Baseball Hall of Fame Voters playing 'moral police' by denying Bonds and Schilling
Sep 21, 2016; Miami, FL, USA; Miami Marlins hitting coach Barry Bonds (25) looks on from the dugout prior to a game against the Washington Nationals at Marlins Park. Mandatory Credit: Steve Mitchell-USA TODAY Sports

The Baseball Writers’ votes are in, and there are three new Hall of Famers that will enter the halls of Cooperstown. Tim Raines, Jeff Bagwell and Ivan “Pudge” Rodriguez all punched their tickets and will be a part of the 2017 Class.

Three different type players with three unique paths to the Golden Gates of the sport. Tim “Rock” Raines was voted in on his last year of eligibility. Jeff Bagwell has carried the suspicions of performance-enhancing drug use. However, with no failed tests, there was not enough to keep him from the prestigious honor. Rodriguez was the only one of the three elected as a first-time candidate on the ballot.

Some suspicions of the same PED use by Pudge certainly exists, but with no black and white criteria for the voters to adhere to, he was able to reach the 75 percent threshold.

Like many years before, the discussion around the Baseball Hall of Fame isn’t about who got in; it’s about who didn’t.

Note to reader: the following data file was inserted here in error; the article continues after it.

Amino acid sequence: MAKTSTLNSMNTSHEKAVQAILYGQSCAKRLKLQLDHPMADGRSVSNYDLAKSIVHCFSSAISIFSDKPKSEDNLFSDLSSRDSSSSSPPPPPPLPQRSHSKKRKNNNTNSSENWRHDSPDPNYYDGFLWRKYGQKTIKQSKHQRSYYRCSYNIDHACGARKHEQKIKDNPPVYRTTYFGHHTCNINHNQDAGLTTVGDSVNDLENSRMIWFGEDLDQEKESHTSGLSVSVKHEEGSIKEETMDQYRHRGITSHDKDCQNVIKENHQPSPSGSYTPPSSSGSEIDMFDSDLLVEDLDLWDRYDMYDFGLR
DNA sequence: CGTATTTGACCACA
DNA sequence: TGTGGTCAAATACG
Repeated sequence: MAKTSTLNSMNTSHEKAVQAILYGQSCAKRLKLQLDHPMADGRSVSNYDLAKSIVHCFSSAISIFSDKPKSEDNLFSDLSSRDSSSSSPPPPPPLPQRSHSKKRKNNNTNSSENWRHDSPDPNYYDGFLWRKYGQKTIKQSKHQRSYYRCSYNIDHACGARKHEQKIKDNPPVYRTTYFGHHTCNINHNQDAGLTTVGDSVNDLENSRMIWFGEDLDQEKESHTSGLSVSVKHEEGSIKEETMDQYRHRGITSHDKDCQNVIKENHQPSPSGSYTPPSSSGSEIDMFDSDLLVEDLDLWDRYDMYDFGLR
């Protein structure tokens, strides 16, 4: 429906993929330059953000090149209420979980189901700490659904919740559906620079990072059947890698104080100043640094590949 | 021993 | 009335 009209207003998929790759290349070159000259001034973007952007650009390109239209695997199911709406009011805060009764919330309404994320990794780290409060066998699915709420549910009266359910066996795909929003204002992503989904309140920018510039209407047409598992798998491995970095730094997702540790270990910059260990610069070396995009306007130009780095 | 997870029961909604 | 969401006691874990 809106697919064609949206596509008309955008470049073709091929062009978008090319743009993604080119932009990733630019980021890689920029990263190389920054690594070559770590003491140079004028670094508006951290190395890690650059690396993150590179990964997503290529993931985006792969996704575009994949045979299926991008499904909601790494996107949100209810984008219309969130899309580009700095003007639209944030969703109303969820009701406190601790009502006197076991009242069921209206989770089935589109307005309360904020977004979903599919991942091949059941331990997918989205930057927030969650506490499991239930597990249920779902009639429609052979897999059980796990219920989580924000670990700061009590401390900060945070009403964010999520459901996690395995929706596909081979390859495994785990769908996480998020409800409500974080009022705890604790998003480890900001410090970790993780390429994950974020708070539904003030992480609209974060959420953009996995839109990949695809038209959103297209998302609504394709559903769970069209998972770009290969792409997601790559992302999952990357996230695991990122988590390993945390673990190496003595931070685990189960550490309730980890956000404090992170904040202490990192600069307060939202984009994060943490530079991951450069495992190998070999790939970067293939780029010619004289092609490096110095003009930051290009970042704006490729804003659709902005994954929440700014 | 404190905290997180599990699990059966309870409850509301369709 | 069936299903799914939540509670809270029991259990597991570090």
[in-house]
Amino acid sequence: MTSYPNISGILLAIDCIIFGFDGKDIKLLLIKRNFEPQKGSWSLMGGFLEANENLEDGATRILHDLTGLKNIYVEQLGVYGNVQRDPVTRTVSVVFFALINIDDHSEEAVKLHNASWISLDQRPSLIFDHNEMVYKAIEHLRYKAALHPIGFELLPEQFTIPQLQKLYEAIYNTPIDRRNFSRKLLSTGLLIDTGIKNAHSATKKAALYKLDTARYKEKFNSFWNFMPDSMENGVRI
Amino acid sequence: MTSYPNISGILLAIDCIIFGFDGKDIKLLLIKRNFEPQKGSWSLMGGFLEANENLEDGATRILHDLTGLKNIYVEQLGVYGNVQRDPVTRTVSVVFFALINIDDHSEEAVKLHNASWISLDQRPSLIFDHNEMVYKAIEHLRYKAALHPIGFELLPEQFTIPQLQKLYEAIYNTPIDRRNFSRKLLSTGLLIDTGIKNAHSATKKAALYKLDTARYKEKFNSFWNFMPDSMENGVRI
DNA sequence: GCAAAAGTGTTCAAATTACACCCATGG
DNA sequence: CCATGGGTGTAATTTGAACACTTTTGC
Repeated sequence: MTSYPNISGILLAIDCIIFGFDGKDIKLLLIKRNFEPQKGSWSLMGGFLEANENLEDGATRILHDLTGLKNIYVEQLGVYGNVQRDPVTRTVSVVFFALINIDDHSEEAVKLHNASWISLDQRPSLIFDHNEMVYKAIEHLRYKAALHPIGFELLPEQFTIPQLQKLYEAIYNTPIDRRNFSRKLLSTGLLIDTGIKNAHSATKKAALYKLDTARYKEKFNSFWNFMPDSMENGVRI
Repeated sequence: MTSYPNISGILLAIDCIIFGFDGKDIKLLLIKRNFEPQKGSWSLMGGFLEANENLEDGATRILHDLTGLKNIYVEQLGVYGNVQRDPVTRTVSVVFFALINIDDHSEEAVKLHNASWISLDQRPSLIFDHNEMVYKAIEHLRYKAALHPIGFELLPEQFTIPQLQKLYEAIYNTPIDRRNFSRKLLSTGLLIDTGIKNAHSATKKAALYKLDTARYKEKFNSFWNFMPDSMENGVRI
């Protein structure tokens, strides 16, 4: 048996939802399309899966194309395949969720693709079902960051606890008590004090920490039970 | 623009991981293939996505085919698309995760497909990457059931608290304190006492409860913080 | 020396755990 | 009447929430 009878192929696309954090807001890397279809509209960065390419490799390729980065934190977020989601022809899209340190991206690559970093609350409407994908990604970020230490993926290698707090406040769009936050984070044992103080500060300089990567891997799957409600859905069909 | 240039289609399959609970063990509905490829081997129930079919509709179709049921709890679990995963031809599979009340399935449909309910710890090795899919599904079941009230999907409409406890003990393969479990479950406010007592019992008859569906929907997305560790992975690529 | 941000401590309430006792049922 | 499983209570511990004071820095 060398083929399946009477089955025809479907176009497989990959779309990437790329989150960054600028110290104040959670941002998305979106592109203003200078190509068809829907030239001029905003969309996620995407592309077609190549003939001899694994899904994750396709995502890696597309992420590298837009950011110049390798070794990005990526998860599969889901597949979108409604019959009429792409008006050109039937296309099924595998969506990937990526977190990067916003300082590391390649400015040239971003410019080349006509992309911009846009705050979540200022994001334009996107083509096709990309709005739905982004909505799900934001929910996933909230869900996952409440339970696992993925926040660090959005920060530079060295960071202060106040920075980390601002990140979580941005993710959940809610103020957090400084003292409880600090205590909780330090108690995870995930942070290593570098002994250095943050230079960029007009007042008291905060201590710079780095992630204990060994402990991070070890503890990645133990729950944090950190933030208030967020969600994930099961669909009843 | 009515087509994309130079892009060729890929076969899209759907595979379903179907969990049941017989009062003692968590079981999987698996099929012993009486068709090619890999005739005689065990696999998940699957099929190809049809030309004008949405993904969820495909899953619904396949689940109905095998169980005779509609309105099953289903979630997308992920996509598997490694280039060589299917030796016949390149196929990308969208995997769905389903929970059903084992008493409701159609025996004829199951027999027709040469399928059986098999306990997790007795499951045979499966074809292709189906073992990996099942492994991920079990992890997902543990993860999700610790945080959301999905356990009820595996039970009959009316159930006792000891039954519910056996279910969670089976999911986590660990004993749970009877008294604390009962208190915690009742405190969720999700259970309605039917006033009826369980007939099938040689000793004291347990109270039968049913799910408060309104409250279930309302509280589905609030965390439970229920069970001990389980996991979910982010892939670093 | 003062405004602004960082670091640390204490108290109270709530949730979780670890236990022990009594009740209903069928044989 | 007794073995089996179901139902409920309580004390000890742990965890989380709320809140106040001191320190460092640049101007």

There were a number of players who achieved great things on the baseball field, but due to suspicion of steroid use or character issues have jaded voter’s support of their Hall of Fame bid. Barry Bonds, Roger Clemens, Mark McGwire and Curt Schilling are all deserving candidates to Cooperstown but have been marked as wrongdoers who need to learn a lesson before being elected.

The Baseball Writers are like parents who are punishing their children by putting them in timeout. Ironically, the same writers who are disciplinarians to the players allowed former Commissioner Bud Selig to pass the line and walk straight into Cooperstown.

Selig was commissioner during what is known as the “Steroid Era” of baseball, and, for the early part of his tenure, turned a blind eye to the use of Performance Enhancing Drugs. It took a book by former power hitter turned whistleblower, Jose Canseco, for people to take notice of the rapid use of drugs within the ballparks of the Major League.

Though the three players are seemingly deserving of the great honor to be enshrined in the Hall of Fame, more than one player was slighted in the eyes of fans. Here is a look at them and their Hall of Fame Resumes.

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